In 1998 the PUP promised to build 10,000 houses, but that noble and essential initiative was a major drain on our economy because of the high cost of building materials from abroad. Buying the cement clinker from Guatemala to manufacture cement locally isn’t likely to result in a significant lowering of the cost of the product on the local market, and we did so little replanting after harvesting trees from the forest, that prime-grade lumber is now both expensive and hard to find.

The cost of local and imported lumber is high, the price of cement is high, and our people desperately need housing. The literature says that building materials made from industrial hemp are not as strong as concrete or as beautiful as wood, but they are a worthy substitute in many instances. We should be going full speed ahead with the production and processing of industrial hemp to provide cheaper building materials.

We need to step a lot more carefully with marijuana, especially as it pertains to recreational use of the product. Attempts by the new government to improve on the four-year-old law that allows marijuana smokers to have 10 grams of the product in their possession, are noble, but federal law in the US still categorizes marijuana as an illegal drug, so it might not be opportune to be looking at recreational use of the product as a great money-earner, at this time.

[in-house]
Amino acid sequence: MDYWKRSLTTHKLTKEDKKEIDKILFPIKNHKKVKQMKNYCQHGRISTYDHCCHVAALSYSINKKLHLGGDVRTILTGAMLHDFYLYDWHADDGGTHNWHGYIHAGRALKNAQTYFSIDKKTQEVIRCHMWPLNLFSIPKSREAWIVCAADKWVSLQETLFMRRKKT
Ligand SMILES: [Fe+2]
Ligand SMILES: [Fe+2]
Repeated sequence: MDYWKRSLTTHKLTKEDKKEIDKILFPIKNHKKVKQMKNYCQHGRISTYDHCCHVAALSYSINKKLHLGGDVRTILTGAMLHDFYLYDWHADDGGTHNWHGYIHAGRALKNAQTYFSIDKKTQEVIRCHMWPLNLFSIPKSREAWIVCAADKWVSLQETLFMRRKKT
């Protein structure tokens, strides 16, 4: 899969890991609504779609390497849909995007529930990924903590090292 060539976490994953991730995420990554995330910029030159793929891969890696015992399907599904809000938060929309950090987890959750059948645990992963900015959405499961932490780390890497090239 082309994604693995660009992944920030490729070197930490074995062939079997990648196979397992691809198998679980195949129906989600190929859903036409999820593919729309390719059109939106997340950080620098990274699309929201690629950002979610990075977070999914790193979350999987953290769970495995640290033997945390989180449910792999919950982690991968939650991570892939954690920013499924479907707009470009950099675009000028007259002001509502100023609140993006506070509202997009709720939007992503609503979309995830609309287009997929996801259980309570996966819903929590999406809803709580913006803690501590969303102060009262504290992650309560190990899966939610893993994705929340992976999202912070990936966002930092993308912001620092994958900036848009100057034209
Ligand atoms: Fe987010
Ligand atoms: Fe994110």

The primary aim at this time must be to ease the pressure on Belizean distributors who have tried their best to carry on the trade without violence, and have used the proceeds to provide for the basic needs of the innocent – pay for the food and schooling of our children. At best, the illegal trade of marijuana is no wholesome environment to be in, but people do have to eat.

It might be wise for the government to grow the marijuana, until we have sorted out all the kinks. To supervise the production of the crop, the government should create a body comprised of our social partners, including those churches whose leaders understand that the present law is intolerable and unjust. The Americans should also be invited to help in the supervision of the crop.

No sober country encourages its people to drink strong alcoholic beverages and smoke weed, but only an incredibly naïve one will promote laws to stop adults from engaging in drinking and smoking in private places. Distributors of these products should, by law, spend more on educating people about the negatives associated with drinking and smoking, than they do on encouraging people to use them.

The drug should be sold to known dealers who will sell under strict guidelines. Some time ago, Commissioner Chester Williams said that he (his department) knows every detail about illegal activities in our country, and their intelligence would be woeful indeed if they didn’t. The police know the persons who are dispensing weed from holes under doorsteps and other hiding places.

The exploration of marijuana for its medicinal potential cannot be ignored, but what we need most for the product at this time is for smokers to have their small quantities to enjoy in private spaces and smoke-houses, and for the law to stop chasing distributors, so that the violence associated with the distribution of the product, because it is illegal, comes to an end.